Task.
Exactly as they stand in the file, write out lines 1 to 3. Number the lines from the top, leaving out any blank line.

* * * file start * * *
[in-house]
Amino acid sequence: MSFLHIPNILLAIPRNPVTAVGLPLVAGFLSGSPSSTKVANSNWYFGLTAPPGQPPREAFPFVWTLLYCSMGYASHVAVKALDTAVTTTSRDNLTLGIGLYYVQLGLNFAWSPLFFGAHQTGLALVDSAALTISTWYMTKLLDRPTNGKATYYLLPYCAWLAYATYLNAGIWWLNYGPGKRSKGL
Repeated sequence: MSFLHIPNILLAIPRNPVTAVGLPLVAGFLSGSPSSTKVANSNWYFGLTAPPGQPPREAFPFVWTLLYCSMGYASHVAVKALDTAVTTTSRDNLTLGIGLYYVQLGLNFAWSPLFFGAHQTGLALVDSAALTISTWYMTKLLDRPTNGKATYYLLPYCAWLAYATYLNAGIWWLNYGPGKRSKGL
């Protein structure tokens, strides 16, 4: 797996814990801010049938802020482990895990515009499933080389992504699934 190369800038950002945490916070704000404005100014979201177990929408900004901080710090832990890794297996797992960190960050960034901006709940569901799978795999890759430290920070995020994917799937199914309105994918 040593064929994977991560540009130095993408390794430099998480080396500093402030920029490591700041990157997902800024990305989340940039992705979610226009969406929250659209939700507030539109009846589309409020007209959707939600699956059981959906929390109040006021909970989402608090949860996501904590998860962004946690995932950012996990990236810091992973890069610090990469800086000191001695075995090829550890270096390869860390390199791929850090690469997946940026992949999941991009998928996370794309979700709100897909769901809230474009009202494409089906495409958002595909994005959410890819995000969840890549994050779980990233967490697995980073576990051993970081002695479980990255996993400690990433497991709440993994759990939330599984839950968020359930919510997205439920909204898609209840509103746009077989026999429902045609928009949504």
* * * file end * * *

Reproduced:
[in-house]
Amino acid sequence: MSFLHIPNILLAIPRNPVTAVGLPLVAGFLSGSPSSTKVANSNWYFGLTAPPGQPPREAFPFVWTLLYCSMGYASHVAVKALDTAVTTTSRDNLTLGIGLYYVQLGLNFAWSPLFFGAHQTGLALVDSAALTISTWYMTKLLDRPTNGKATYYLLPYCAWLAYATYLNAGIWWLNYGPGKRSKGL
Repeated sequence: MSFLHIPNILLAIPRNPVTAVGLPLVAGFLSGSPSSTKVANSNWYFGLTAPPGQPPREAFPFVWTLLYCSMGYASHVAVKALDTAVTTTSRDNLTLGIGLYYVQLGLNFAWSPLFFGAHQTGLALVDSAALTISTWYMTKLLDRPTNGKATYYLLPYCAWLAYATYLNAGIWWLNYGPGKRSKGL